A national recycling scheme for TVs and computers has been announced
What do we do with our old televisions and computers? It's a question many of us have wondered about for a long time. In future, we'll ask it more frequently, as we all switch over to digital TV and our workplaces and households continue to upgrade PCs and laptops.
A recent report reveals that in 2007-08, Australians disposed of almost 17 million TVs, computers and computer peripherals (such as keyboards, scanners, printers, etc). This means that NSW residents could be responsible for as many as 7 million of those obsolete or unwanted pieces of electronic equipment.
The NSW Government has been actively working towards a solution to the e-waste problem for many years. Behind-the-scenes efforts of many people culminated in late 2009, when a national recycling scheme for TVs and computers was announced by Australian Environment Ministers.
A free drop off recycling service for televisions and computers, including peripherals such as printers and keyboards, will start in 2011. The national scheme has set an ambitious target, aiming for 80 per cent of all 'disposed of' TVs and computers to be collected for recycling by 2021. Currently, only about 10 per cent of such e-waste is recycled.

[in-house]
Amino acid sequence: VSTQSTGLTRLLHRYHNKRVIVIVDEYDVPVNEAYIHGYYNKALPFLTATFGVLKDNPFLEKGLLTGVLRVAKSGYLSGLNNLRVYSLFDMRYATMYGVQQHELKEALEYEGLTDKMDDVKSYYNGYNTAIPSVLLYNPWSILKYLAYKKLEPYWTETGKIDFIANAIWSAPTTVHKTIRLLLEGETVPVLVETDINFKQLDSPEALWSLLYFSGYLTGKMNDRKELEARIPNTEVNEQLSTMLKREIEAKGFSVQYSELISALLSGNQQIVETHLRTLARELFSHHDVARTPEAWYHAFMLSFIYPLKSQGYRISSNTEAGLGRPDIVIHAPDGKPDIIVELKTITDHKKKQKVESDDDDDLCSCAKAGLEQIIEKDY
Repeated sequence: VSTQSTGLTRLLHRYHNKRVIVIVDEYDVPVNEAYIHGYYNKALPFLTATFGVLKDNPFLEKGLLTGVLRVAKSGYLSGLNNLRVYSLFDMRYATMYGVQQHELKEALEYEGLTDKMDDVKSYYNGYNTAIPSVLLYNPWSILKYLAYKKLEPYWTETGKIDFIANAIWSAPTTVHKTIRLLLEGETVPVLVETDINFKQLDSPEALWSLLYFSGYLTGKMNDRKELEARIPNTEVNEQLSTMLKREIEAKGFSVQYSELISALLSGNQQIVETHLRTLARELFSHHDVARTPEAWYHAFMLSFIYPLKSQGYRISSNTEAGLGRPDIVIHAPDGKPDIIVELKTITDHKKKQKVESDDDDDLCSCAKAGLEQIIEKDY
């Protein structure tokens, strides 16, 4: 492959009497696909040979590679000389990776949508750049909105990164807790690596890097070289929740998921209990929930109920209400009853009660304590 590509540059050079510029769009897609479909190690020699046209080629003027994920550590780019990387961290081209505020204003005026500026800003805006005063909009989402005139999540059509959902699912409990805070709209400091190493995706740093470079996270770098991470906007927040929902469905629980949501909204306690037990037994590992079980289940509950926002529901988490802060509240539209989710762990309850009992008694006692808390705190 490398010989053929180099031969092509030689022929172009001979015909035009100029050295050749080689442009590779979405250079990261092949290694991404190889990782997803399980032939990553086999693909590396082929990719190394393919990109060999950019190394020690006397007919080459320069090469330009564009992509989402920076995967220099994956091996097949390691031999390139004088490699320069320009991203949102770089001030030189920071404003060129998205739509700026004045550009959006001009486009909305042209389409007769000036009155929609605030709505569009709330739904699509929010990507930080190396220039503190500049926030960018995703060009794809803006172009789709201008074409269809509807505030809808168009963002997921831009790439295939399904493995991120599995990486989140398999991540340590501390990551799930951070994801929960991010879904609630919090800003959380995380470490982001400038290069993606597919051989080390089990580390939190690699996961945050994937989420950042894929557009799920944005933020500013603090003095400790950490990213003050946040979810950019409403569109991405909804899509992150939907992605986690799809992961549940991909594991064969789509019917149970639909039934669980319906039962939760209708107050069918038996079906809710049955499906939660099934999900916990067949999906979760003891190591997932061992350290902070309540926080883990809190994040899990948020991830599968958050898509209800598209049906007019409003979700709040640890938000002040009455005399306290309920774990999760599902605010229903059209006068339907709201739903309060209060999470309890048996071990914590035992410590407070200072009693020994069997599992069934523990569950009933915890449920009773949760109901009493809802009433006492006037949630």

The TV and computer recycling scheme will be adopted as part of the new National Waste Policy, which sets out a comprehensive agenda for national, coordinated action on waste.
Only about 10 per cent of e-waste like computers and peripherals are currently recycled
The TV and computer recycling scheme requires manufacturers and importers of these products to have an accredited take-back system in place.
If Australia continued without any recycling scheme, 44 million TVs, computers and computer peripherals are projected to be discarded in 2028.
Visit the Environment Protection and Heritage Council website for more.